Biblical researcher and historian Ralph Ellis claims to have found the only real representation of Jesus’ image—a finding that could rewrite the history of the most important figure in Christianity.
The image of ‘Jesus’ is engraved on a tiny bronze coin dating from the first century, and was initially believed to be the face of King Manu, who ruled the Mesopotamian kingdom of Edessa in southeastern Turkey. Nevertheless, according to author and researcher Ralph Ellis, Manu and Jesus Christ are in fact the SAME person which means that the image of the monarch depicts Jesus as well.
The researcher, who claims that the discovery may be the most important in modern history, has spent years studying the Bible and relating people and events from the holy book of Christianity to historical facts.
One of the fruits of his investigations are the “striking similarities” between Jesus Christ and the Mesopotamian king indicates Ellis.
“Though this might not be an issue for those who are satisfied on the basis of faith alone, which I understand and respect, as a historian this is deeply troubling. I have made it my life’s work to reconnect events and people from the Bible with known history.”
“And Jesus – probably the most important figure in western history – deserves to be brought out from the biblical shadows and into the historical sunlight. The coin is the icing on the cake, and at last helps build up a strong case for the true identity and genealogy of the biblical Jesus.”
Most modern scholars agree that Jesus of Nazareth actually existed and was crucified by Pontius Pilate, who feared that the “king of the Jews” would promote a violent uprising.
Interestingly—as pointed out by Ellis— ancient accounts show that both King Manu and Jesus were Nazarene Jews who lived in Jerusalem in the first century.
Curiously, both were seen as a threat by the Romans because they supported the revolt of the Jewish people during the first Judeo-Roman War (years 66-73).
While experts ae still unsure as to how King Manu died, Ellis believes that just as Jesus, Manu was crucified by the rRomans
Furthermore, Ellis also points out that “the traditional tiara of the Edessan monarchs was, as can be seen on the coins, a plaited crown of thorns”.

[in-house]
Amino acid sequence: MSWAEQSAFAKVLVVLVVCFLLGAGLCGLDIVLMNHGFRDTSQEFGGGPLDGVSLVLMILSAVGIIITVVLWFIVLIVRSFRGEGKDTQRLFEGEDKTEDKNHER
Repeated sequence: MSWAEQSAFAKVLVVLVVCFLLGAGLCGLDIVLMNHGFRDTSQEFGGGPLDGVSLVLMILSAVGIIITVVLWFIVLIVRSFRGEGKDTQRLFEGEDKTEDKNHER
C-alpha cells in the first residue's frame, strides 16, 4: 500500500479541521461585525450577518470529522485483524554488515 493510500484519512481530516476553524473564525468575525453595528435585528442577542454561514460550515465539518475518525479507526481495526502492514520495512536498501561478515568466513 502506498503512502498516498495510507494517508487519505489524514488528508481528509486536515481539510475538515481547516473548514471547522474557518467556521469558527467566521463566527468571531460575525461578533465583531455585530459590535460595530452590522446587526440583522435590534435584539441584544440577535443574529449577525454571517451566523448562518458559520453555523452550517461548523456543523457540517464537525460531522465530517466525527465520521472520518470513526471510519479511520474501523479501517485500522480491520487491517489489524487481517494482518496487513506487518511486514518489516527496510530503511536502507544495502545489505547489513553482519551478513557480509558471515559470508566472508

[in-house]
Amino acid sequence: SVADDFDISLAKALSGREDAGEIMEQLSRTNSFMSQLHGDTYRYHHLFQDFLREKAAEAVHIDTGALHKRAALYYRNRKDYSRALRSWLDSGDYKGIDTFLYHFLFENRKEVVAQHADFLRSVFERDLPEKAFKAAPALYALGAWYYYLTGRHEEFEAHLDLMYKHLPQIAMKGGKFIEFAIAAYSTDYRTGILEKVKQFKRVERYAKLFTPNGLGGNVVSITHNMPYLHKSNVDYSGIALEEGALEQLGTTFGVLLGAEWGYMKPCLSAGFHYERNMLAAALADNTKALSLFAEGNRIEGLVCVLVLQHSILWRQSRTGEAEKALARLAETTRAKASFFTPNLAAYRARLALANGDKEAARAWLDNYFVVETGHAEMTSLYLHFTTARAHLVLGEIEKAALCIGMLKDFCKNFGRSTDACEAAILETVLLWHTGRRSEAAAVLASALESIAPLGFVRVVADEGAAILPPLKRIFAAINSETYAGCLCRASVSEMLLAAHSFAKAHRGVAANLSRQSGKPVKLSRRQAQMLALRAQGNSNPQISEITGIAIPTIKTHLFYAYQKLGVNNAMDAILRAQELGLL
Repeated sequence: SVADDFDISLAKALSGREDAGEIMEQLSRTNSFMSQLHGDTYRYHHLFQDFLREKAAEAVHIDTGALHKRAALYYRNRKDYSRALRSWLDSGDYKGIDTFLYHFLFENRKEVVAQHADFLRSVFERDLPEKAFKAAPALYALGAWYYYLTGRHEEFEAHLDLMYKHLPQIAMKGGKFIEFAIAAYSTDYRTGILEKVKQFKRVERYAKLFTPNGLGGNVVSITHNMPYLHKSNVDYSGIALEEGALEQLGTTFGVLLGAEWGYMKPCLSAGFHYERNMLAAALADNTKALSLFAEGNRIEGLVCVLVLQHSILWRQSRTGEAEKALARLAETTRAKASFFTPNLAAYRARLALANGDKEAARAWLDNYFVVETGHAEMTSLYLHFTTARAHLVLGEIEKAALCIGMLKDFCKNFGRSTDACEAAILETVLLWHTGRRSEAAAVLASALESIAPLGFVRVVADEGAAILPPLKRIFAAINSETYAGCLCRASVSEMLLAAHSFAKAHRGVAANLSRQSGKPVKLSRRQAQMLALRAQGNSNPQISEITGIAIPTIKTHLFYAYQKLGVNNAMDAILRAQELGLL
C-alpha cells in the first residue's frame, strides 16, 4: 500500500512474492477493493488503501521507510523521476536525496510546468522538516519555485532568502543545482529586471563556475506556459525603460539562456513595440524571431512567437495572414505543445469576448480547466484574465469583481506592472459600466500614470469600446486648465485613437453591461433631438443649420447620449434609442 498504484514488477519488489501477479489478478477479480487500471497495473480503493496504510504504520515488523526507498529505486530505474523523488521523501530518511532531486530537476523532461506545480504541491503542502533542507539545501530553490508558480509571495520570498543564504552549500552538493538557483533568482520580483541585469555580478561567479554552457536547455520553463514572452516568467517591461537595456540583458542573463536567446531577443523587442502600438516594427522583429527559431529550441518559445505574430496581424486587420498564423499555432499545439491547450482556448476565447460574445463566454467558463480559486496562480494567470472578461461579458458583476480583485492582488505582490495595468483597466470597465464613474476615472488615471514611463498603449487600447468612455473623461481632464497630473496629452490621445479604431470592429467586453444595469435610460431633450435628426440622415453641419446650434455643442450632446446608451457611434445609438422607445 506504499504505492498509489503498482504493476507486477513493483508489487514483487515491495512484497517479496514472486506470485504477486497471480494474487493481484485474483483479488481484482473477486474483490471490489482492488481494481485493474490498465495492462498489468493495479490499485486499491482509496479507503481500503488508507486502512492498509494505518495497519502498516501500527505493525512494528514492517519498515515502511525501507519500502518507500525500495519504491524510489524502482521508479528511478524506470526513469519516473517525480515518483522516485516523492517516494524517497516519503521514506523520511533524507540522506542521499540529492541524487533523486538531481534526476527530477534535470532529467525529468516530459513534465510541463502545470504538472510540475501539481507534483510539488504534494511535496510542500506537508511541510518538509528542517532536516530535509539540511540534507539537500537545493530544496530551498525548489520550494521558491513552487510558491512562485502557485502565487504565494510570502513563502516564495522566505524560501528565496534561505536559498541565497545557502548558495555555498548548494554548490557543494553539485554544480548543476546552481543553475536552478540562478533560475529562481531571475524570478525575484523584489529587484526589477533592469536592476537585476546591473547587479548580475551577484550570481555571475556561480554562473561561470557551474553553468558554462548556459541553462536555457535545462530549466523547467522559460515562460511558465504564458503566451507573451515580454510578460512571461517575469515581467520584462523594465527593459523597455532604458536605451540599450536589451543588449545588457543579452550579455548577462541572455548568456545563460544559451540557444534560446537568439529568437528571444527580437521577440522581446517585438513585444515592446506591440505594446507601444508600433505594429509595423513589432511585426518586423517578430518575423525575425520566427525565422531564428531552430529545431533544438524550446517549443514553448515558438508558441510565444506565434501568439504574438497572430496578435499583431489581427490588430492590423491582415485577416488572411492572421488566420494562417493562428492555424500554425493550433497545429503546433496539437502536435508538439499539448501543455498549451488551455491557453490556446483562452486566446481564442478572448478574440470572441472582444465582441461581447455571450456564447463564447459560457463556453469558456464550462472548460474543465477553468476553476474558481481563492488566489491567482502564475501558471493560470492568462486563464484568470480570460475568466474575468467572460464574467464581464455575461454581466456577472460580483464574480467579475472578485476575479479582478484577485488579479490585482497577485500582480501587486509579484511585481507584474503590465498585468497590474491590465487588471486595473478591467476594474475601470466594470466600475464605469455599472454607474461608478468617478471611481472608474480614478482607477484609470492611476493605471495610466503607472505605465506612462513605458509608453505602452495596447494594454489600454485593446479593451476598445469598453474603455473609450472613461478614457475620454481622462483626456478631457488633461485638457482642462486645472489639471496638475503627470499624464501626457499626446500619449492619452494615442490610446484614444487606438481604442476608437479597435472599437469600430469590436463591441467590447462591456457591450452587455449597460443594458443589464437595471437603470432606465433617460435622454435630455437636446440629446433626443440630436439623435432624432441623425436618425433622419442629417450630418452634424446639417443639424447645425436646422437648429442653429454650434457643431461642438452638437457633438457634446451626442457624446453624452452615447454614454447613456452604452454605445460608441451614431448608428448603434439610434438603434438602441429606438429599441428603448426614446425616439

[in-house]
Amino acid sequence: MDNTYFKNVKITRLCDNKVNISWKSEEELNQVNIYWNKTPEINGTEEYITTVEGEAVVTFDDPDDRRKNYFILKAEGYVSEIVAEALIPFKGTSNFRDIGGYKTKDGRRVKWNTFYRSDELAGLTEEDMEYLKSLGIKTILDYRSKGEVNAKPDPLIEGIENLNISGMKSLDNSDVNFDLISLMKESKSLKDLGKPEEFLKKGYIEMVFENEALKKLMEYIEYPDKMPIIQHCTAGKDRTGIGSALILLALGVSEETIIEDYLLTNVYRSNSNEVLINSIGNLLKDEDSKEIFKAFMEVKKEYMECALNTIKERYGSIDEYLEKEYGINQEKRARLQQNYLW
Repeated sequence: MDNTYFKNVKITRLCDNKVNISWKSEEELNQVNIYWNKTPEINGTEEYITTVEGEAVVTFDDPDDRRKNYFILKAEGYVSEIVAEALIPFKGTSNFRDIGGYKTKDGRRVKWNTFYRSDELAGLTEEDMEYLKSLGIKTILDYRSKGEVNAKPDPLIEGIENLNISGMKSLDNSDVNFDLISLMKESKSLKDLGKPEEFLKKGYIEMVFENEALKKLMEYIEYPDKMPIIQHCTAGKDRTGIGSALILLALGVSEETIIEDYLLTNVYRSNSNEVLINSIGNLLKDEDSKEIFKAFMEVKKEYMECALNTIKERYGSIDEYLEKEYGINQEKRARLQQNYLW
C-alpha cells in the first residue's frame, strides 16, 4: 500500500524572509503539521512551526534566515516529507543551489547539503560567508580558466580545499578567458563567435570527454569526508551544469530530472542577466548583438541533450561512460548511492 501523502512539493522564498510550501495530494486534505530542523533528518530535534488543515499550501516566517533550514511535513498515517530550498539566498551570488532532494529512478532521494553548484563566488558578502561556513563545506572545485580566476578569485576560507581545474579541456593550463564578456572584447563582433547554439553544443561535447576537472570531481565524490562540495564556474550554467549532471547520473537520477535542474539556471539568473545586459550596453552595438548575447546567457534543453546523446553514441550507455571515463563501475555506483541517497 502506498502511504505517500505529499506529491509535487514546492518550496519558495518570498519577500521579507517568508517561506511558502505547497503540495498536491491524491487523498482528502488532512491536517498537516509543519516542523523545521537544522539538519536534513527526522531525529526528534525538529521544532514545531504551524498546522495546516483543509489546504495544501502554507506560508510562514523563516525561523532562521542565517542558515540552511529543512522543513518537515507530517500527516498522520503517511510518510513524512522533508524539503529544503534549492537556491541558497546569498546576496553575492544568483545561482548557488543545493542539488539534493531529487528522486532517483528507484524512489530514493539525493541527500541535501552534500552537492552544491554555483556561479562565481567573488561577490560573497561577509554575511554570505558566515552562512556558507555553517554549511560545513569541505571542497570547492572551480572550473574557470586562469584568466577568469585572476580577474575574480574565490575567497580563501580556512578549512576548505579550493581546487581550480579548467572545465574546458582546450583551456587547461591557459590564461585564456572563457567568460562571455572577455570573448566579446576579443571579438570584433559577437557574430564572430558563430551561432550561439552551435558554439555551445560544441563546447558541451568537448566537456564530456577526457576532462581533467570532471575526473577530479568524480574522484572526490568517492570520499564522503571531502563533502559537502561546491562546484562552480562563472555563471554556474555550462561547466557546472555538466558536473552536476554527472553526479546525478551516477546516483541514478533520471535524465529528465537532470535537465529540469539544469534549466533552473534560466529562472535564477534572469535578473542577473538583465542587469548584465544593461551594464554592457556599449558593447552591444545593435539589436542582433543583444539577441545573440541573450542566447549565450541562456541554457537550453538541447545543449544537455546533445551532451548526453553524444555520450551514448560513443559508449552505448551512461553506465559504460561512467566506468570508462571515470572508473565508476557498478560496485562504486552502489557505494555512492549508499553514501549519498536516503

Although Jesus Christ is often depicted as a bearded man with long hair, wearing a tunic, there is really no description of him in the Bible. If it turns out that Ellis is right, the coin would be the only real representation of Christ found to this day.
Ellis explains: “The fact that Jesus was the only convict said to have been forced to wear a crown of thorns as he was led to his execution, points to there being a link with this king. Jesus was also made to wear a purple cloak, which was a symbol of power and could only be worn by Roman emperors. To disobey was punishable by death. It is my theory that Jesus was forced to wear this crown in the biblical story because he, or more correctly King Izas Manu, had attempted to overthrow the Romans. Both the crown and cloak were overtly political statements, warning against further uprisings against Rome.”
“The connection between Jesus Emmanuel and King Izas Manu is a controversial one, to say the least, but the similarities are simply too great to be mere coincidence. Jesus is always portrayed as a pauper prince of peace, who was confusingly involved in an unknown revolution in the AD30s. My research shifts him in the historical timeline from the AD30s to the AD60s and makes him a key figure in the Great Jewish-Roman War. It is my theory that he was, in fact, a warrior king who challenged the might of the Roman Empire in AD68 and paid the price. Anything that contradicts the orthodox story of Jesus, which has become central to the church for over 1,500 years, is likely to attract a lot of criticism. But when viewed from a historical perspective the case is very strong for Jesus Emmanuel and Izas Manu being one and the same,” concluded Ellis.